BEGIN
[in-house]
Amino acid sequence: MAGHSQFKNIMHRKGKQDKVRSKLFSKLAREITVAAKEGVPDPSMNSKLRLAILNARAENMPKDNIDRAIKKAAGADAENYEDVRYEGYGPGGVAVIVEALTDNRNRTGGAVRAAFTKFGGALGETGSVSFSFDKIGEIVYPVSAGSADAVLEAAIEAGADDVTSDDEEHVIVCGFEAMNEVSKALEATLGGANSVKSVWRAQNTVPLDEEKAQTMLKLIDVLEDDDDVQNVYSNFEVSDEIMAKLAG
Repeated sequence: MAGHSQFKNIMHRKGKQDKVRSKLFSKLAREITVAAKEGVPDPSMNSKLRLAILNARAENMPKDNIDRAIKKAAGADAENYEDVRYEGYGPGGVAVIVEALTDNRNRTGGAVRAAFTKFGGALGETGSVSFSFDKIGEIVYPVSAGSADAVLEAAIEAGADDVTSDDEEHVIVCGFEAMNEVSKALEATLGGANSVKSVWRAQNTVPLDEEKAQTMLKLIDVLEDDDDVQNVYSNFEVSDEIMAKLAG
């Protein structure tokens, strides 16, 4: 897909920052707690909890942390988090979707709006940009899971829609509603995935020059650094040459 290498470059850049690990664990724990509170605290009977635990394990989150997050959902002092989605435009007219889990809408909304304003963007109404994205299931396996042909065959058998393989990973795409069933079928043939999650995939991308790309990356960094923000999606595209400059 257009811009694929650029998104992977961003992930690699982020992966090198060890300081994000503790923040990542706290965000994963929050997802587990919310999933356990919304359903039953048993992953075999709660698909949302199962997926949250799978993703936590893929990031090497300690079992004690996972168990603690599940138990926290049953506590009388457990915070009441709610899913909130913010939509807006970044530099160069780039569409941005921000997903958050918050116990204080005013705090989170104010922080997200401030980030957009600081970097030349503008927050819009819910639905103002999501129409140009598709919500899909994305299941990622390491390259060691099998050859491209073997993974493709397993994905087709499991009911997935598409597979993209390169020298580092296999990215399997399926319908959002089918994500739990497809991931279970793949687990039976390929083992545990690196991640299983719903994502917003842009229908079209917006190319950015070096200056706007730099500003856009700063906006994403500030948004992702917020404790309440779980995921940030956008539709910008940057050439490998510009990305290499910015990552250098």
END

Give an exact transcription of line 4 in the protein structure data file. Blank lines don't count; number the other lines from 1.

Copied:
């Protein structure tokens, strides 16, 4: 897909920052707690909890942390988090979707709006940009899971829609509603995935020059650094040459 290498470059850049690990664990724990509170605290009977635990394990989150997050959902002092989605435009007219889990809408909304304003963007109404994205299931396996042909065959058998393989990973795409069933079928043939999650995939991308790309990356960094923000999606595209400059 257009811009694929650029998104992977961003992930690699982020992966090198060890300081994000503790923040990542706290965000994963929050997802587990919310999933356990919304359903039953048993992953075999709660698909949302199962997926949250799978993703936590893929990031090497300690079992004690996972168990603690599940138990926290049953506590009388457990915070009441709610899913909130913010939509807006970044530099160069780039569409941005921000997903958050918050116990204080005013705090989170104010922080997200401030980030957009600081970097030349503008927050819009819910639905103002999501129409140009598709919500899909994305299941990622390491390259060691099998050859491209073997993974493709397993994905087709499991009911997935598409597979993209390169020298580092296999990215399997399926319908959002089918994500739990497809991931279970793949687990039976390929083992545990690196991640299983719903994502917003842009229908079209917006190319950015070096200056706007730099500003856009700063906006994403500030948004992702917020404790309440779980995921940030956008539709910008940057050439490998510009990305290499910015990552250098």